Drug Addiction Questions
I’m divorced and my spouse has the children half time. I believe my spouse is using drugs.
It’s a ghastly situation. The pawns in this scenario are your children.
What are your motives?
Before you take any action, look first at your own motives. Are you going to get back at your ex by using the children?
It’s a very harsh question, but be sure of yourself.
If you believe your ex is using, what is your evidence? If a third party were to become involved, would there be enough evidence to convince that person that your ex is using?
Assuming you still have some level of feeling for your ex, you may want to do an intervention and try to facilitate him/her going into treatment.
Evidence is important.
When you drop off the children, or pick them up, in those moments when you see your ex, are there any physical signs of drug use?
Is that person’s speech slurred, or do they have bloodshot eyes, or do they appear unkempt, or have they lost weight or has there been frequent illness?
Do they keep appointments? Have there been accidents around their home?
Have your ex-partner or your children been injured?
Before you go off and accuse your ex-spouse of drug use, have your kids said anything to you? Don’t put words in their mouth, or use them to spy on your ex-spouse, but listen to them.
Are they giving you any clues that something might be wrong? Have they said anything at all? Mom/dad has been acting funny. Mom/dad always forgets to pick us up at school.
Mom/dad doesn’t look like they feel good.
Before you run off to child social services, turn to a drug addiction professional for counsel. There is no “one size fits all” answer for this. Take what you have and allow a professional to help you sort it all out.
We have all heard horror stories about the courts ripping children away from their parents. Courts try to do the right thing, but it isn’t a perfect system.
The whole legal tug-of-war can be traumatic for children, just as your divorce was for them. You and your ex have already done damage, no matter how resilient your children are.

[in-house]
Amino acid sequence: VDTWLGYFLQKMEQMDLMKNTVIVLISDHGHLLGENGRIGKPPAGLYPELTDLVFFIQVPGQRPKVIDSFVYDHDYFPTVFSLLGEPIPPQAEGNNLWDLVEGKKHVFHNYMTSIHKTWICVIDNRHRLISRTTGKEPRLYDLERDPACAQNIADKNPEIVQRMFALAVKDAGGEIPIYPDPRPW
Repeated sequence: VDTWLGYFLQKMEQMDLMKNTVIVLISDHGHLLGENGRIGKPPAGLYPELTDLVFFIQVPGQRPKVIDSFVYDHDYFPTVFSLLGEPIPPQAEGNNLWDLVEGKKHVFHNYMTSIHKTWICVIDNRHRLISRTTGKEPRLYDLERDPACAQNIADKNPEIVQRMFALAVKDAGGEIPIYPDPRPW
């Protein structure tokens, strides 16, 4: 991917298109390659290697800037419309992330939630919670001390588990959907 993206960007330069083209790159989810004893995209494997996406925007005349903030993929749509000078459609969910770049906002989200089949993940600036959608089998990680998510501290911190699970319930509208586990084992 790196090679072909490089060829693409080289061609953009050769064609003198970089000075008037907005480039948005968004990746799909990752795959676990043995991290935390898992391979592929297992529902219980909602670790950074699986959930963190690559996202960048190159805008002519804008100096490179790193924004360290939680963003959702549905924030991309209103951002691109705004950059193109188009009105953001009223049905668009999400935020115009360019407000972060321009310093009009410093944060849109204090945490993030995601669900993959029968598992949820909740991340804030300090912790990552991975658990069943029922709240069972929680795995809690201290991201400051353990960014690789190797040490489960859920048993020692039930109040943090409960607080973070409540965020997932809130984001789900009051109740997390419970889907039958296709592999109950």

The pain of seeing mom and dad break up, having to go back and forth between the two of you is difficult for your kids. If you are convinced that your ex is using and that action is necessary, plan that action and think it through before you begin the process to ensure that your children are shielded as much as possible.
Seek professional help. The nearest drug treatment center is a good start. You can call Al-Anon.
But our main point is not to shoot from the hip. Gather your facts, analyze your facts and form a plan that will accomplish a positive end for your ex, for you and most of all for your children.
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Many people are in this situation.
Divorce is very common now and as a result many kids are spending half time with a drug/alcohol addicted parent. Here are some steps you can take to prevent harm from coming to your children:
1. Calmly make your ex-spouse aware that you're aware of the addiction.
2. Work with loved ones of your ex-spouse and do an intervention to try to get them into treatment.
3. Talk to your child about addiction not to degrade your ex-spouse but to train your child what to do to avoid getting in a car when your ex in under the influence. Cars are the most common cause of injury when someone is impaired.
4. As much as possible be available to pick your child up from any situation if the feel at all scared or concerned. Give them a cell phone and have them call you ANYTIME they are feeling vulnerable. This particularly important if there is a no relative living in the home. (According to studies the incidence of child molestation goes 33% when they are living with a non-relative.)
Do everything you can to protect your child in the very difficult situation. They are very vulnerable. If you have any other drug addiction questions please ask them at Your Questions.